In the report, we also recommend supporting and rewarding caregivers in ways that recognise the demands of their jobs and the value they provide. This includes competitive compensation and benefits to attract and retain long-term talent. It also means providing career paths where caregivers can continually build skills, advance in their careers and fulfill their passion to serve.

Our goal is to build a global workforce of professional caregivers capable of satisfying the desires of older people to age at home. By strongly integrating them into the overall healthcare ecosystem, we can lower costs while creating a dynamic continuum of care across the aging journey for people everywhere. The world’s growing aging population needs—and deserves—nothing less.

Read the full report: “Building the Caregiving Workforce Our Aging World Needs” and find out more about the essential truths that must shape the actions of policymakers to more effectively serve older adults around the world

Read the full report: Building the Caregiving Workforce Our Aging World Needs and find out more about the essential truths that must shape the actions of policymakers to more effectively serve older adults around the world

Source: OECD Forum

Latest Developments

We keep our members and partners in touch with the most recent updates and opinions in the worldwide dialogue on population longevity and related issues.

Building the Caregiving Workforce an Aging World Needs

We will learn many lessons from the COVID-19 pandemic, but one of the most urgent and obvious is the vulnerability of older populations to serious public health risks. Across OECD countries, nearly half of all COVID-19 deaths happened in care facilities and nursing homes—yet less than 1% of the population lives in those facilities. COVID-19 demonstrated that the best place for all citizens to stay safe and healthy, especially aging adults, is in the home. And the vast majority of the older population—80% according to AARP—prefer it. When—or if—they have that option.

The 21st-Century Employer Must Be a Steward of Public Health

Even before the COVID-19 pandemic, forward-looking business leaders and employers were focused on the global mega-trend of aging as an essential factor in their talent strategy. Now, the pandemic has only underscored the critical importance of aging for every business.

GCOA Report Examines the Role of Inflammation in the Aging Process, as an Indicator of Other Health Challenges, and as a Needed Focus of Integrated Care

29 June 2021 – The Global Coalition on Aging (GCOA) today released a report, A Proactive Approach to Healthy Aging: The Role of Inflammation Control & Integrated Care, which examines how targeting chronic inflammation and chronic inflammatory diseases (CIDs) can contribute to healthy aging around the world. The report’s findings were highlighted at Women Political Leaders (WPL) Summit 2021 today during a panel titled “WPL Policy Toolkit – Women’s health through their life-course.”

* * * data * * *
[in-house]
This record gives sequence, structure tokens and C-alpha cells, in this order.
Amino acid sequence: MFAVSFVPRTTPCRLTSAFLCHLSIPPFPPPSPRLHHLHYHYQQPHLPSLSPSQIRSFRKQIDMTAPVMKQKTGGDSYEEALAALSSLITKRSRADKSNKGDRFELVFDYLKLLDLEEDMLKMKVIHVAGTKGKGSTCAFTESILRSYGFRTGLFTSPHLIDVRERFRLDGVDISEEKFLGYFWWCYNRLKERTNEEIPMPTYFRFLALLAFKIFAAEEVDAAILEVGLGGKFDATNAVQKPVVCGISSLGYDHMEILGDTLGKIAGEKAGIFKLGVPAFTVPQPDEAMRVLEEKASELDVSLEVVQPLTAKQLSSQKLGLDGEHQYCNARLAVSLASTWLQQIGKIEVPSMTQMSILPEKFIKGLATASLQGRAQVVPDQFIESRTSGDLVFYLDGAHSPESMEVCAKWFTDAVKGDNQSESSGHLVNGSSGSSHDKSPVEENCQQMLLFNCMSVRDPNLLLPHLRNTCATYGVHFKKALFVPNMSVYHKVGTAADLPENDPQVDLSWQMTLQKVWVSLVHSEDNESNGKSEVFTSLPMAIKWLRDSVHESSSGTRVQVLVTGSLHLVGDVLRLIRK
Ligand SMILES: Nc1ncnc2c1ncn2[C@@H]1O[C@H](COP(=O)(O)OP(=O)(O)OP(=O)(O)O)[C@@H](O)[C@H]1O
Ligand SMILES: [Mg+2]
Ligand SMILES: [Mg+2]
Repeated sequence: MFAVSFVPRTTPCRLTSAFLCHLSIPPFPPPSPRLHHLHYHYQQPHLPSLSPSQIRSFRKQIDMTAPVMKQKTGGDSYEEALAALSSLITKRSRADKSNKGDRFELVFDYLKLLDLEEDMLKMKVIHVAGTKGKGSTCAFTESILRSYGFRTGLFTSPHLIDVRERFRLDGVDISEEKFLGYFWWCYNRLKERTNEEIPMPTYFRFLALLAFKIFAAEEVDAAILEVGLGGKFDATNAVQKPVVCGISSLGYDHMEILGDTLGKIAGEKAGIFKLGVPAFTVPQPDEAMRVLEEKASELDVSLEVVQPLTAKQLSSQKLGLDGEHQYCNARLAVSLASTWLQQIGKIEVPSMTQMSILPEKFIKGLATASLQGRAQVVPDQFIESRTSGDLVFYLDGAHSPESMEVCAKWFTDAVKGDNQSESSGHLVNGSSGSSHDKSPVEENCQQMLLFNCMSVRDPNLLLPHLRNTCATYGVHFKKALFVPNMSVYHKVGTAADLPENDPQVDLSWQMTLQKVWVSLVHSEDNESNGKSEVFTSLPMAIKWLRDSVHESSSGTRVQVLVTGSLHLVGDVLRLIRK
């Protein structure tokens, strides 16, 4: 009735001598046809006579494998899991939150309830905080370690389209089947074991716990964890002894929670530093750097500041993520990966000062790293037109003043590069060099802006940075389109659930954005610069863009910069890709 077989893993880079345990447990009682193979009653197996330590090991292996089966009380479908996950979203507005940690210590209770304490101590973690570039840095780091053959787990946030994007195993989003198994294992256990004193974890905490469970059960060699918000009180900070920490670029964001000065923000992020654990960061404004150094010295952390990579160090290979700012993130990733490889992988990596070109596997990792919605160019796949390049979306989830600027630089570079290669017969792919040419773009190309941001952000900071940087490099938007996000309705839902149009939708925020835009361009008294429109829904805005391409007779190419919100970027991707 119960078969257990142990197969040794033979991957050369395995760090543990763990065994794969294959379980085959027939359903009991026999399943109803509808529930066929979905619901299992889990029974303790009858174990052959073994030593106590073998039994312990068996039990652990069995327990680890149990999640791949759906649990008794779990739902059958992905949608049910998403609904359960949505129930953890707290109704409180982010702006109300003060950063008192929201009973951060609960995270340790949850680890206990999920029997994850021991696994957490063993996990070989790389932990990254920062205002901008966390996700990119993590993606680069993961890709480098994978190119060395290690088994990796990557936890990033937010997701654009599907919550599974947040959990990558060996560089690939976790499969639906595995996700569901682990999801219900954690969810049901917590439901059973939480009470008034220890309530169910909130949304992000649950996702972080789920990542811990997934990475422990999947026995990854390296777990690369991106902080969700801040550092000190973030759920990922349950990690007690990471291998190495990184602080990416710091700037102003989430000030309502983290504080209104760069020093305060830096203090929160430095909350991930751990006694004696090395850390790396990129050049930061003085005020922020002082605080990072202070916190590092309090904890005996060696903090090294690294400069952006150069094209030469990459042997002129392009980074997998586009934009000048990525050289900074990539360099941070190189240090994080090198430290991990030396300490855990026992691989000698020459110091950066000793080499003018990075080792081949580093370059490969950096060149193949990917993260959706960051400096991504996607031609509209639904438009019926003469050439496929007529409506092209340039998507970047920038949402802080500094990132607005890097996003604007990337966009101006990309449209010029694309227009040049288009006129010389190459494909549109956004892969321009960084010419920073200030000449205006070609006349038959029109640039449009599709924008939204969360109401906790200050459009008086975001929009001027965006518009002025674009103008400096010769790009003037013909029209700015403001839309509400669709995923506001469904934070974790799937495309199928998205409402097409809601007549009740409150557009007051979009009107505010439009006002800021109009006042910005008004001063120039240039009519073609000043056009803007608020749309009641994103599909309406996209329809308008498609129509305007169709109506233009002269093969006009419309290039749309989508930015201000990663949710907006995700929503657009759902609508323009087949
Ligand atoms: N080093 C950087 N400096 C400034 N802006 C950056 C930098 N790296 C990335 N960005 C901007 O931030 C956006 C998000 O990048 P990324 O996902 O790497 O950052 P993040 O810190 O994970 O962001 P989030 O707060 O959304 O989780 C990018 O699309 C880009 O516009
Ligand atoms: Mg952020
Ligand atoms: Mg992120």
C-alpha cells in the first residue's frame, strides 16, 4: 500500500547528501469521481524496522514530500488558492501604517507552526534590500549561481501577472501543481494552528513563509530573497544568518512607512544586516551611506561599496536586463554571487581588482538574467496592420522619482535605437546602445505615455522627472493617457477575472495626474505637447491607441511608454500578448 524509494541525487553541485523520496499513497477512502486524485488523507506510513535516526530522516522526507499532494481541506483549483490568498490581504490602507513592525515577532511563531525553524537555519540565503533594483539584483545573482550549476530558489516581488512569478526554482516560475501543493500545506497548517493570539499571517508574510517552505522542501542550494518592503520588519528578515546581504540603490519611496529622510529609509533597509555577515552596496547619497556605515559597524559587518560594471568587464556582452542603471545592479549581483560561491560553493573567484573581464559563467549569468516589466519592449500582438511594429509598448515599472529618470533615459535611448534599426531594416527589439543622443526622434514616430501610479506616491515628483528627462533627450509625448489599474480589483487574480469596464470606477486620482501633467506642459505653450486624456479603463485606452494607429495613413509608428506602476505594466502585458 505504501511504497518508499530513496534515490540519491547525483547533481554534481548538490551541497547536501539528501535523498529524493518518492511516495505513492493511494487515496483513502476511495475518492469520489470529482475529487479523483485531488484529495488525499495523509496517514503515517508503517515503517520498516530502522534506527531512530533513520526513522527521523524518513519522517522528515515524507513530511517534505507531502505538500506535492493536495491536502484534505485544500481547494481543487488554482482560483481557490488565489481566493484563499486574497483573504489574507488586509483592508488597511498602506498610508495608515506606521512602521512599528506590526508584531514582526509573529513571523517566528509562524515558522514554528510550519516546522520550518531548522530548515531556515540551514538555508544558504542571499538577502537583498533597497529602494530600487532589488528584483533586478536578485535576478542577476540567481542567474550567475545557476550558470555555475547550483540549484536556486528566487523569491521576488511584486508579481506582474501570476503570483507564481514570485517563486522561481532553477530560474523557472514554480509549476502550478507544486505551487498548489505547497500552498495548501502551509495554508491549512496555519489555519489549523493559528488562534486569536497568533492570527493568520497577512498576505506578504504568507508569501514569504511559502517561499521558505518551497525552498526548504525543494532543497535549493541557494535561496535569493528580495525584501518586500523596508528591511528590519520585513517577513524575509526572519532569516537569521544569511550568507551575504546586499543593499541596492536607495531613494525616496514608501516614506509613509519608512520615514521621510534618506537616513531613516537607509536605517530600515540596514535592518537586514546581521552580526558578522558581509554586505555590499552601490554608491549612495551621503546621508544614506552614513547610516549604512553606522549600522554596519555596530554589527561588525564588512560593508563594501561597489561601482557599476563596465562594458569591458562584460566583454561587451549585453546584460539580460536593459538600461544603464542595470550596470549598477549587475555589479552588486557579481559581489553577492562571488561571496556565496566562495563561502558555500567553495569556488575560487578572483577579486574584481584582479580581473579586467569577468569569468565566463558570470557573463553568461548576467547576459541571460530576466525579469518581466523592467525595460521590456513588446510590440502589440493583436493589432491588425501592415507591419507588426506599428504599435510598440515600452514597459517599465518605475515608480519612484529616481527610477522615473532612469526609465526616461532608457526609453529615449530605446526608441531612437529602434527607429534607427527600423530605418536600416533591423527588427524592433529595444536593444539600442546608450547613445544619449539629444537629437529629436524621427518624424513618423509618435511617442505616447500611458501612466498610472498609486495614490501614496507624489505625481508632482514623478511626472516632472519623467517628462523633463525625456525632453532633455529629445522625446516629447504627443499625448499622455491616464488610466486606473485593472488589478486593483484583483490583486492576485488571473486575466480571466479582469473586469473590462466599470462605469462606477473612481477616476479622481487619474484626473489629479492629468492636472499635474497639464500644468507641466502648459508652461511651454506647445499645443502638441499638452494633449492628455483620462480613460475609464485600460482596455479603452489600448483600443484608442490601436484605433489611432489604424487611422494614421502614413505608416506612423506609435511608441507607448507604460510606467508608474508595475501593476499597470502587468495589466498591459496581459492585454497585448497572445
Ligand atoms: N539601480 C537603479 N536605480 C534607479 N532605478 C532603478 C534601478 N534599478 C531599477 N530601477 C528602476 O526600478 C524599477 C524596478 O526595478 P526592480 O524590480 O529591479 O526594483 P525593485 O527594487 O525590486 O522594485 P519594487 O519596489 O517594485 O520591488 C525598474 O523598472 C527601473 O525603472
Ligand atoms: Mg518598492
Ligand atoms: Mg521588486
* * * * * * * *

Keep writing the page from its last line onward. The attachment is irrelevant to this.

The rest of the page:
New Report Calls for Employers to Have an Internal Public Health Strategy to Navigate the Aging Post-Pandemic World

25 June 2021 – The Global Coalition on Aging (GCOA) today released a new report, Employers’ Role in the COVID-19 Environment: Winning in the Vastly Changed World of Work. It highlights the unique convergence between the megatrend of aging and the COVID-19 pandemic in the workplace and offers insights to inform employers’ public health and workforce strategies at this intersection.  Chief among the report’s key findings is the guidance to all employers “to elevate public health as a central feature of their culture and embed it into management.”

New Index Ranking 11 Countries’ Ability to Tackle Rising Threat of Resistance to Antimicrobials Shows Need for Urgent Action

New York, NEW YORK and Washington, DC (June 23, 2021) – Today the Global Coalition on Aging (GCOA) and the Infectious Diseases Society of America (IDSA) launched the first-ever global AMR Preparedness Index, a first-of-its-kind evaluation of how the governments of the 11 largest global economies are living up to their commitments to address antimicrobial resistance (AMR).

Global Alliance on Heart Failure & Healthy Aging Unveils New Report Projecting Sharp Rise in Heart Failure Mortality Linked to Population Aging and Missed or Late Diagnosis

New York, NY – June 10, 2021 – Today, the Global Alliance on Heart Failure and Healthy Aging unveiled a new report, Undiagnosed Heart Failure: A Growing Public Health Risk and Looming Financial Iceberg for Aging Societies. The report examines the link between aging and heart failure, recognizing that a significant portion of heart failure deaths occurs in the older population.

Ageism: how age discrimination can be fought in society and the workplace – but older people have to stop believing the stereotypes first

Ageism is something that’s likely to affect everybody as they grow older and it should be treated as seriously as other “isms”, such as racism and sexism. That was the main takeaway from a recent “Solutions to Combat Ageism” webinar, organised in New York by the Global Coalition on Ageing, which aims to educate and drive change to improve older people’s health, productivity and social engagement.